WITCH O' THE
AULD NORTH BURN
by Eric Shackle
In 18th century Scotland, in the town of Airdrie, lived Maggie Ramsay. She
was believed to be a witch, even to be in league with the devil, for she spent
much of her time walking by the Auld North Burn (Old North Stream). Here was
where she gathered the herbs and flowers for use in her potions. She spoke as
she walked, some said to herself, others said to demons. The banks of the burn
where Maggie walked were known at the time as Fiddlenaked Park. Legend had it
that all of Scotland's witches met there on at least one night every year. Some
flew in on broomsticks, some flew in on pigs and others rode in on men turned
into horses for the occasion.
You can find that fascinating tale on The
Wanderer's Internet site.
Fiddlenaked Park. What a marvelous name! Did it have a Lovers' Lane?
Webmaster Lachlan MacDiarmid, who wrote the above story, was brought up in
Airdrie and on his way to school in the 1950s often took a shorcut through what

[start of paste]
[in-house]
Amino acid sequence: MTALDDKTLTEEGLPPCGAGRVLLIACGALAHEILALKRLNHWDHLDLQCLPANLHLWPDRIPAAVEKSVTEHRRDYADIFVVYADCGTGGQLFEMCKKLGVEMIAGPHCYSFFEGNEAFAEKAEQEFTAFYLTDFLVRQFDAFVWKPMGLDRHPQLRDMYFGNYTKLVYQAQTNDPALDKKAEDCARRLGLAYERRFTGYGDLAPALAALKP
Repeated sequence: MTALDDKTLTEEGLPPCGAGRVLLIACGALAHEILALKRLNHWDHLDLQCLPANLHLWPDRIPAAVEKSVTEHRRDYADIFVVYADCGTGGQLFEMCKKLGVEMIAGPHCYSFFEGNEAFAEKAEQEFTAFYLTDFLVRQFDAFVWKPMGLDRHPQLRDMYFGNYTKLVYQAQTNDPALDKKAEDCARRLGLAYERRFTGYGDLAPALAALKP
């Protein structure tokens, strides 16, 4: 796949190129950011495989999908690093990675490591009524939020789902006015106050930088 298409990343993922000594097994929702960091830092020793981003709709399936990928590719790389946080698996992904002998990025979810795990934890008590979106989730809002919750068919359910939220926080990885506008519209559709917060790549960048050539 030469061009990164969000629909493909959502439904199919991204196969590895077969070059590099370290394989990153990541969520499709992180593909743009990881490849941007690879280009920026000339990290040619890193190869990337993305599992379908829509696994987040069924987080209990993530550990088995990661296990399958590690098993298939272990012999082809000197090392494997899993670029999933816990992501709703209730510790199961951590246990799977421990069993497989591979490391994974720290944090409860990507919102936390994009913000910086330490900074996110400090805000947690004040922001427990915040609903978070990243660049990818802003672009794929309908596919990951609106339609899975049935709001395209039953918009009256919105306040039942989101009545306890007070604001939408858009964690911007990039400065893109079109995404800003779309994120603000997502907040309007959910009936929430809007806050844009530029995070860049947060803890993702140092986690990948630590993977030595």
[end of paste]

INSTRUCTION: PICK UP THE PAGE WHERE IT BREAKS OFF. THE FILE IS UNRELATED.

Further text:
used to be called Fiddlenaked Park.
"Getting a detention meant coming home that way alone in the dark."
he recalls with a shudder. Now, nearly 50 years later, he lives in London,
"where I repair trains on the Tube (underground railway)."
Asked how he came to write about Maggie Ramsay, he says "A group of us
joined a writers' circle, a sort of pity-party for wannabe writers. One of the
younger members persuaded us to get an Internet connection and he put some of
our stuff on the Web...
"The woman who organised the group was arrested for throwing oranges at
pigeons in Trafalgar Square and upsetting the tourists. Or maybe she threw
oranges at tourists and upset the pigeons... The group degenerated into a
boozing club, which was more fun. But, like many drinking clubs, it eventually
dissolved. We were never very good at writing anyway."
For more about the witch, see The
Legend of Maggie Ramsay.
Copyright © 2002 Eric
Shackle Story first posted April 2002